Ideology and the Class Struggle
Studying the role of ideology in society is of vast importance, particularly for its implications in the class struggle. In order to grasp an accurate picture of the world around us it is necessary to apply these concepts to our analysis of society. First and foremost, we must look at the material circumstances which condition our consciousness. This includes the material existence of ideology embedded within the dominate social institutions.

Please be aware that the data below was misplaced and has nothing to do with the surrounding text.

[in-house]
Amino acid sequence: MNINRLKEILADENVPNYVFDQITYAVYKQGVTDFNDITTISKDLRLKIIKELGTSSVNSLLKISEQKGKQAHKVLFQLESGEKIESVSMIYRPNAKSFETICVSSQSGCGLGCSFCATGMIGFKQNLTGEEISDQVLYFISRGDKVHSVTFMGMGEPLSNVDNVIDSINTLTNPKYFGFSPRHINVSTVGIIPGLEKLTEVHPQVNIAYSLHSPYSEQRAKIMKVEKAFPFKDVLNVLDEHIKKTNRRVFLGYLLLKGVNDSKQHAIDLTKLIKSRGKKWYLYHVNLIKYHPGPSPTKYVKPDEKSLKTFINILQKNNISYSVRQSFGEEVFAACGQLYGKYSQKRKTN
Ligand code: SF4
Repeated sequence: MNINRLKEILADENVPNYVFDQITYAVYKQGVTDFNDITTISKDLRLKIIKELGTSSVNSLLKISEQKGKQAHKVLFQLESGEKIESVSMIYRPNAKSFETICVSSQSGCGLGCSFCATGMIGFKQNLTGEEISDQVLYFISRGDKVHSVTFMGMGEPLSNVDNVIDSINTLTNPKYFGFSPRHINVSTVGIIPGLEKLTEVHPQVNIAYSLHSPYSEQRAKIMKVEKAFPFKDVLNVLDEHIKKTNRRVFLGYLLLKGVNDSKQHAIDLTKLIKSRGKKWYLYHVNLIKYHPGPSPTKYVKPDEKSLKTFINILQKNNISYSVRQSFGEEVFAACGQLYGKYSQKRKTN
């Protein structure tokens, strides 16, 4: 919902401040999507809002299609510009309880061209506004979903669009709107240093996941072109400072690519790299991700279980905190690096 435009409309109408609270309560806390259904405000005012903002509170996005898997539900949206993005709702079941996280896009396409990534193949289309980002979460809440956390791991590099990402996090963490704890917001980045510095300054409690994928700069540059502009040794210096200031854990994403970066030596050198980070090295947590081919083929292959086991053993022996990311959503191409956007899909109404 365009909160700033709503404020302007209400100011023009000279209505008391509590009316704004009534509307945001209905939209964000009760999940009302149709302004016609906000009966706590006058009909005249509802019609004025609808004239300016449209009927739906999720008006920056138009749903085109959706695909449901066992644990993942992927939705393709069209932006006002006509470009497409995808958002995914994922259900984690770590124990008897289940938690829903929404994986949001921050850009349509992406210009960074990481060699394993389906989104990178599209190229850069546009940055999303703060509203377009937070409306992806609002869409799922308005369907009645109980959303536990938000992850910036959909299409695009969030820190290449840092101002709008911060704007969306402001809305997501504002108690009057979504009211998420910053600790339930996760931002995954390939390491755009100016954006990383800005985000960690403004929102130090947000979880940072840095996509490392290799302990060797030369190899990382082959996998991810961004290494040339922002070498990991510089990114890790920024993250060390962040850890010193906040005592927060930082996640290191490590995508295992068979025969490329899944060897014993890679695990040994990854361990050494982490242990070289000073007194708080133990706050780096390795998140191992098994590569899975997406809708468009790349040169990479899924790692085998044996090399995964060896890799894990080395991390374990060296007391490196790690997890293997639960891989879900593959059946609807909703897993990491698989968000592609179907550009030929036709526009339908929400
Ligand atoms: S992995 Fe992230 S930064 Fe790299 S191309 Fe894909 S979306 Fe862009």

The intellectuals and orators of bourgeois ideology speak of the “end of ideology” (ideology in the sense of bodies of ideas). For they see liberal-capitalism as the be all end all, the most progressive and developed organization of society. However, it can be seen how bourgeois ideology ultimately fails by professing its inherent permanence. The philosophical liberal foundation of bourgeois ideology sees individuals as abstract beings outside of concrete socio-economic relations by assigning individuals with ‘natural rights,’ chiefly the right of property. However, these ‘rights’ cannot be natural per se because they are merely the naturalized conditioned modes of socio-economic relations (i.e., the reflected material conditions). The significance of this conclusion is simply that capitalism is only a stage of development within the arena of history; the socio-economic conditions which ultimately produced bourgeois philosophy differed in the past, and can change again. Only by understanding the laws which set in to motion the development of society can we theorize the proper way in which emancipation can occur. This is what Marx expressed his famous Theses on Feuerbach, “The philosophers have only interpreted the world, in various ways; the point is to change it.”